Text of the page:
Recovery. It’s the word of the moment with mental health services. They’ll tell you they operate from a ‘recovery framework’. Recovery as the ultimate goal, it’s what we’re all supposed to be aiming for.

I don’t understand the concept.

When I think of the word ‘recovery,’ I think of someone ceasing to have the symptoms of an illness they previously had and are no longer ill. As in someone recovering from an infection, recovering from a bout of gastroenteritis, recovering from the flu. Or if we’re talking mental health issues, recovering from an eating disorder or recovering from depression. As in, they had that illness but do not have it any more, nor do they have any lingering symptoms.

According to the lecture notes from my neuropsych tutorial though, some of the principles of recovery include;

  • Recovery can occur even though symptoms reoccur or remain.
  • Recovery can change the frequency and duration of symptoms.

So then I was just confused.

I Google searched ‘mental health recovery’ and came across a government document entitled Principles of recovery oriented mental health practice. Maybe I’m just slow, but I still don’t understand this elusive concept of ‘recovery’.

But perhaps it doesn’t matter, seeing as whatever this word means, it doesn’t feel attainable, achievable or realistic anyway. I may achieve periods of ‘doing better’ but I don’t expect to be completely free of depression and anxiety any time soon, or possibly even ever.

4 thoughts on “Recovery?

  1. I think the concept of recovery is confusing, and I agree that the word as it’s used for acute medical illnesses doesn’t really make much sense in a mental health context. I guess you could use it in the sense of recovery from a period of crisis, but obviously that in no way means that the underlying issues have been resolved or that the person no longer has any mental health problems.

    The way I think of it, and I think the way it’s mostly used in services, is that being in ‘recovery’ is about endeavouring to live your life the way you want to- that might mean cessation of symptoms, living a meaningful life in spite of symptoms, or a mixture of both. In this view, recovery is a journey, not a destination- the sense of the word is more akin to being in recovery from an addiction than anything else. You (generic you) could well be in recovery for the rest of your life.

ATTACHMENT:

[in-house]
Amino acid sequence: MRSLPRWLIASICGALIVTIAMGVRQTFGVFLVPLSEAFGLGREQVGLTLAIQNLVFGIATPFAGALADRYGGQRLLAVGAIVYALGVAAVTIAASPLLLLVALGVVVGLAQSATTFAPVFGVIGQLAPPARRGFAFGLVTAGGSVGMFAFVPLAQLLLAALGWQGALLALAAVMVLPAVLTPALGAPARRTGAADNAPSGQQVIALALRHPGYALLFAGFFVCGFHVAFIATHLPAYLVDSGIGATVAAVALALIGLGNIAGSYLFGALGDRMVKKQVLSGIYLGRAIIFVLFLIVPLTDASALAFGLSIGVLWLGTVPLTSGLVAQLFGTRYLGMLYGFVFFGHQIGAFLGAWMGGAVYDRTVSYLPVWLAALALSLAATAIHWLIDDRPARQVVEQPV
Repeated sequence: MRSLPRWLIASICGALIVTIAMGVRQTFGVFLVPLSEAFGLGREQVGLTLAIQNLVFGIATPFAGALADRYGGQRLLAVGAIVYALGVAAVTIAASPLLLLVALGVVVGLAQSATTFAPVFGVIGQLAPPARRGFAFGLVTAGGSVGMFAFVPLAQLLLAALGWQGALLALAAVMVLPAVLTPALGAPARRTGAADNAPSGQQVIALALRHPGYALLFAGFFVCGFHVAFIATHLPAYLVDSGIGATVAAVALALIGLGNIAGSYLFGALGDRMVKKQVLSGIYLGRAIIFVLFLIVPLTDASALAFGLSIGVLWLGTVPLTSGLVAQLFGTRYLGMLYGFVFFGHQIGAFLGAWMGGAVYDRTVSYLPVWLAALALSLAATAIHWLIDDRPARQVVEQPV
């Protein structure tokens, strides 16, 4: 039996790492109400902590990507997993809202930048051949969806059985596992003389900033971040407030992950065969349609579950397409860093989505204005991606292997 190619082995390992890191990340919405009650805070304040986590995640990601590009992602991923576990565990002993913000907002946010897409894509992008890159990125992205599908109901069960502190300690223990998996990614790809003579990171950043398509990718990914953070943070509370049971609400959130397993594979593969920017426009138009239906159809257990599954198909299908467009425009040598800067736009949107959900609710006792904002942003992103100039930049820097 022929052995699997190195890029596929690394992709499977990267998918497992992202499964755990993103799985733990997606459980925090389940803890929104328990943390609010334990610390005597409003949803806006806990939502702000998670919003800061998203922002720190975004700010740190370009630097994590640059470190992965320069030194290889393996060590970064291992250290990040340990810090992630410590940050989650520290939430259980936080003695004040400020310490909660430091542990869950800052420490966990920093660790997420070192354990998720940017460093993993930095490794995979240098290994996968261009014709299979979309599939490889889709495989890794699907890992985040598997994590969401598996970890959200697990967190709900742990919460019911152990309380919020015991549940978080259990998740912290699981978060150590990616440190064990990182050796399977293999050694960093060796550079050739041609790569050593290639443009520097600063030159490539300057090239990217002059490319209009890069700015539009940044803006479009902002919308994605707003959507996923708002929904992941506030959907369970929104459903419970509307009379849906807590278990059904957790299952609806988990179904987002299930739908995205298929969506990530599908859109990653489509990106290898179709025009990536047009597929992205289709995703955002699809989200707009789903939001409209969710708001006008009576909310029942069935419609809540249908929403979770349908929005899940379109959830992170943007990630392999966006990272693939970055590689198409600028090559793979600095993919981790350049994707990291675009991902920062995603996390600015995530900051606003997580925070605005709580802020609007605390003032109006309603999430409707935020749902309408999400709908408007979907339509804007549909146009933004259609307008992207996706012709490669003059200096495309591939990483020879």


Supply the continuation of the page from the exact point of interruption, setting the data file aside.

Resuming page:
The problem I have with the recovery model is that in practice, it’s too limiting. My interpretation of recovery is working towards a time where my mental health issues no longer hold me back from living a life I am absolutely satisfied with, whereas in my experience services mostly focus on getting people stable and functioning- once people are at that level, the interest in supporting people all the way to a more meaningful life trails off rather quickly (whether that’s due to lack of funding, a more medical definition of recovery, or whatever.)

    I’ve written a lot in the past about recovery but am finding myself moving away from the word due to the imprecise nature of it- I’m more interested in just living my life. I’ve had problems with depression, anxiety and emotion regulation for over twelve years, they’re not going to disappear overnight (or perhaps they won’t ever disappear completely, who knows), but that doesn’t mean I can’t be happy right here, right now, in this very moment.

  2. Interestingly, if I recall correctly, the DSM talks about remission rather than recovery. I think I’m in agreement with you–i don’t tgibk mental illness ever goes away completely, but I think we learn to manage it and cope better. And all this crazy, as shit as it is, makes us stronger. If you can survive yourself, you can survive anthing.

  3. The ‘real’ or agreed definition of recovery is irrelevant. What does it mean to you? For me – I would love to be rid of all symptoms, analogous to your physical illness example – but….how realistic is that? After 15 years it’s unlikely I will go the rest of my life without another depressive episode. However- at this point I am a functional to almost my ideal level; I study, own a dog & car, lease a house and might move almost interstate. I am still swamped by depression, especially at the moment with pain stuff, and occasionally it plays out through food. I’d still call myself between in recovery or recovered. What’s realistic for you?

  4. I think it’s very much up to the individual to define their “recovery”. For me, I believe I am the closest to “recovery” that I’ve ever been. I still have bad days with depression and anxiety but in general my functioning is higher, I am able to cope with setbacks better and I am not experiencing as frequent or as long episodes of depression. For example, I had a bit of a breakdown earlier today – big episode of depression, but even though I am still a bit upset, I am not destructive and I am able to focus on the bigger picture.
    Every MI has the potential to reach a point of “recovery”. But this differs for each illness and each person…

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